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SOME SPECIAL ELECTIONS
by scottbthompsonsr
 Pieces of Our Past
Nov 09, 2011 | 1985 views | 0 0 comments | 17 17 recommendations | email to a friend | print | permalink

SOME SPECIAL ELECTIONS

The Voters Speak



 Elections come and go.  Some things never change.  But, every once in awhile, things do change.  Special elections are generally held to fill a vacant seat or to decide an urgent issue.  Over the years, some elections were truly special.  They are the ones that change the way we live.

 The presidential election of 1884 changed things in Washington. Not since 1856 had the nation elected a democratic president.  The South, still reeling from the effects of Reconstruction, became more solid and with the unlikely support of states like New York, Connecticut, and Massachusetts, helped to elect New York governor, Grover Cleveland, during a Republican stronghold on the presidency which lasted for fifty-two years.

 Cleveland's election led some to fear that blacks in the South would become so enraged over the loss of gains they had made after the Civil War that they would take to the streets and riot.  Such was the case on November 16, just 12 days after the election.  Somehow reports of a riot in Dublin spread like flames across a dry Kansas wheatfield in headlines of newspapers across the country.  Stories of a race war with several persons being killed came out of Atlanta.  With Dublin being some forty miles from the nearest telegraphic station, urgent inquiries were made into the extent of the turmoil.  At the same time, reports of an incendiary riot in Brunswick were published.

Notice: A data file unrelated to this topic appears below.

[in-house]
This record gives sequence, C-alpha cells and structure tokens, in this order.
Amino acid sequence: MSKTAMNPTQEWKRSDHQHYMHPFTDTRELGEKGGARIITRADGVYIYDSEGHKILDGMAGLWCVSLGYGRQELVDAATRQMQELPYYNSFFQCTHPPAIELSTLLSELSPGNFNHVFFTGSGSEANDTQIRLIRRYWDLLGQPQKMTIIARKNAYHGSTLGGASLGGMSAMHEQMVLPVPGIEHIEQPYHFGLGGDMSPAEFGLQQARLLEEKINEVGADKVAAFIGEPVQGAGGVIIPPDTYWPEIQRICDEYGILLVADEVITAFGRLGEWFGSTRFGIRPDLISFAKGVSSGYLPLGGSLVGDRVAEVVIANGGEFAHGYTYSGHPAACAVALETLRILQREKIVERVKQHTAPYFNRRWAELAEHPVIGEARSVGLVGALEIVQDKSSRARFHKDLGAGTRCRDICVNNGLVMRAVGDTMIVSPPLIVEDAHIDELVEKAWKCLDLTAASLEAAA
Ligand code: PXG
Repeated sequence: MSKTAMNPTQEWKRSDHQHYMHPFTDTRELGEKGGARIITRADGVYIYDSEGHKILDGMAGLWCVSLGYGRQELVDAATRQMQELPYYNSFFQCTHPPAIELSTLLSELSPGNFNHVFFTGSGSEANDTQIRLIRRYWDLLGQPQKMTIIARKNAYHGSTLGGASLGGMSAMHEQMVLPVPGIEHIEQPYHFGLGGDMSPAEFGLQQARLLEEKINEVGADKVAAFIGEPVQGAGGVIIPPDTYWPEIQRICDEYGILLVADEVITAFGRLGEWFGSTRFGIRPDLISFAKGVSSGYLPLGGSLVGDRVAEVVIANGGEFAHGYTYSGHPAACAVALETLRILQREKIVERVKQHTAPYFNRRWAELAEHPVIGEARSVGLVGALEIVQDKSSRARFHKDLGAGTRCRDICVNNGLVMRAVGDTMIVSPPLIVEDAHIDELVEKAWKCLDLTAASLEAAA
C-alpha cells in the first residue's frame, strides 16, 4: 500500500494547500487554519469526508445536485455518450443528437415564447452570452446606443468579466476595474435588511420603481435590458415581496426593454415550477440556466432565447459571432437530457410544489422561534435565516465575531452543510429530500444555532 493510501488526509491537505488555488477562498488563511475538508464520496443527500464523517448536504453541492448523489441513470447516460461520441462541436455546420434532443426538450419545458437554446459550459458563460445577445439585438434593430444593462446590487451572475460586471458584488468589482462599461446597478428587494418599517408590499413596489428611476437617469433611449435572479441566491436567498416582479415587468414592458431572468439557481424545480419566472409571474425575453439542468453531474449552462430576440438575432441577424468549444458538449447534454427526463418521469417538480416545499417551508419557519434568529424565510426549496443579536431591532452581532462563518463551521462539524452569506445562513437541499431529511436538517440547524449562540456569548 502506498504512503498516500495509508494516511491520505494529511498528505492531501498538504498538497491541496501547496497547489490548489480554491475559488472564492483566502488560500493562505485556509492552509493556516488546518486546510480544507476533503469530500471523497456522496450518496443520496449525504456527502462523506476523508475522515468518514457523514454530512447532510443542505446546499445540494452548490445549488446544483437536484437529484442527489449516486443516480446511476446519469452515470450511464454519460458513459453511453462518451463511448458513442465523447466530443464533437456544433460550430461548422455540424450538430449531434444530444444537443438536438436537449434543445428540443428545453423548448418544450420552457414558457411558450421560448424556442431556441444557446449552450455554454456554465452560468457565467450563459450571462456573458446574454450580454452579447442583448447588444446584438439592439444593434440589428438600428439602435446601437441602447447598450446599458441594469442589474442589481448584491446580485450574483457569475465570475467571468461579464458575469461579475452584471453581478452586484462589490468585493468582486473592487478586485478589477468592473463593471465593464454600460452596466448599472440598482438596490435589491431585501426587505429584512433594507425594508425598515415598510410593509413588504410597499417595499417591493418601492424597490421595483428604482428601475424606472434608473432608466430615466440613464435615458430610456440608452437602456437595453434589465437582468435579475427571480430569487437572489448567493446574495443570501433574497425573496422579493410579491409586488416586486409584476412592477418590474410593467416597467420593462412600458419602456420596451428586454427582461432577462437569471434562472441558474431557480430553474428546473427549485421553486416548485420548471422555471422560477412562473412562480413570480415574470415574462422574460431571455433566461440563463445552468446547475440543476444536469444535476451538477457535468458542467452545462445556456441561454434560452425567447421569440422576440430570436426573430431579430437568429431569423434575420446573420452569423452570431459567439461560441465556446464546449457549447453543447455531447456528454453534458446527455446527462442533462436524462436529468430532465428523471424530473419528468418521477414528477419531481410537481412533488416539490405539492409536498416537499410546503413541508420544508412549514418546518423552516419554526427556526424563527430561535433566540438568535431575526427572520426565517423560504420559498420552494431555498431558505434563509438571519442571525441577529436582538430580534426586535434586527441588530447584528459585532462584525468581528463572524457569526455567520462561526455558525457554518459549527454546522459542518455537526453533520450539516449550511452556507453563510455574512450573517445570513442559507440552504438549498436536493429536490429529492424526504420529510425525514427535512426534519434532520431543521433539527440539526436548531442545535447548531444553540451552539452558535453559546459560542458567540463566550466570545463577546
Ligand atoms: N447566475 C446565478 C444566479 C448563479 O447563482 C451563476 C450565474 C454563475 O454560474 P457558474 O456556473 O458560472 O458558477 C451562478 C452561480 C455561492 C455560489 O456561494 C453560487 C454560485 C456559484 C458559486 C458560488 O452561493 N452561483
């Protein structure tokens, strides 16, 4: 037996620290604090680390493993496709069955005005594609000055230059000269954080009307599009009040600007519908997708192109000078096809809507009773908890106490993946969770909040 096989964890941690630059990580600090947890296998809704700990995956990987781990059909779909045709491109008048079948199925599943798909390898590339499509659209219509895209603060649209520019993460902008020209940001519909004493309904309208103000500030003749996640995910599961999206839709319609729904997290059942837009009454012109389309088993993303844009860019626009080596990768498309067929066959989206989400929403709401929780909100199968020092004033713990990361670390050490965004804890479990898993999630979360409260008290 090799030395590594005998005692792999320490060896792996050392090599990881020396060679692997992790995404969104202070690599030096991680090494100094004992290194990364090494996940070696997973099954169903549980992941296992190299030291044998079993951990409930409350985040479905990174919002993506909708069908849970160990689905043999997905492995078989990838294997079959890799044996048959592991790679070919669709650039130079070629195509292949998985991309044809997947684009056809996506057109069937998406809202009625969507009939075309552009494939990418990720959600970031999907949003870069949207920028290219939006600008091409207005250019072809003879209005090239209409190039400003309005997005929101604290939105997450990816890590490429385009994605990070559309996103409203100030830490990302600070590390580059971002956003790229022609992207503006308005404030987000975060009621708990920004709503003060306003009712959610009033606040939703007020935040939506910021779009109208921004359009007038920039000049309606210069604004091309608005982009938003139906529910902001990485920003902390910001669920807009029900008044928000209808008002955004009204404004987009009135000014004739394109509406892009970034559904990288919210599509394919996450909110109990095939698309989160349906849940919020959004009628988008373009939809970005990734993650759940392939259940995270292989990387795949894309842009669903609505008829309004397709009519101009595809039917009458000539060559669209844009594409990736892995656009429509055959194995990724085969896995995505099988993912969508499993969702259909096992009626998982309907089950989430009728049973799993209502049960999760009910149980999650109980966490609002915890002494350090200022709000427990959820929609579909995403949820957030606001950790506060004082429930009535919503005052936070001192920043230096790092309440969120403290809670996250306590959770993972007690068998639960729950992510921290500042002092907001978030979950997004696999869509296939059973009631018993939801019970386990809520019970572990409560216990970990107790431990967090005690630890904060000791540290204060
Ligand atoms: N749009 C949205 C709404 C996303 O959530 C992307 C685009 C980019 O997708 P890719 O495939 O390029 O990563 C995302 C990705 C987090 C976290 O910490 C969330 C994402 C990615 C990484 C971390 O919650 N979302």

One curious Cochranite rode over to investigate and found "that matters in are entirely peaceful in Dublin."  The railroad agent in Toomsboro reported that he had heard nothing of the revolt.    Meanwhile in Dublin, the center of the alleged insurrection, the editor of the Dublin Post wrote, "If there has been a riot in our town, our citizens are ignorant of it.  Our officers have but little trouble in arresting criminals.  We guess the report grew out of the fact that three Negroes gave bond and were released from jail one day last week."  In Brunswick, the reports of a devastating conflagration were true.  The source of the devastating fire was not the refusal of black citizens and fireman to work to suppress the fire as was reported.  In fact, the "colored firemen" were hailed for doing their usual good work.

 Women were allowed to vote across the nation with the adoption of the 19th Amendment on August 18, 1920.  Within a month, Maggie New, a Dublin city hall employee, was the first to subscribe her name on the register of voters.  Tax Collector M.C. Dominey arranged to have registration books for women at a popular drug store for ten straight days.  It would be another half century or so before a woman, Lena Opie,  was elected to a city office.

 The women of Brewton, Georgia didn't take quite that long.  Mrs. H.H. Beall was elected in November 1921.  The first female mayor of a Laurens County town promised to work with the council to clean up the town.  Mrs. Beall, who succeeded her husband, said, "There a few things that need attention here, and we are going to see that they get it."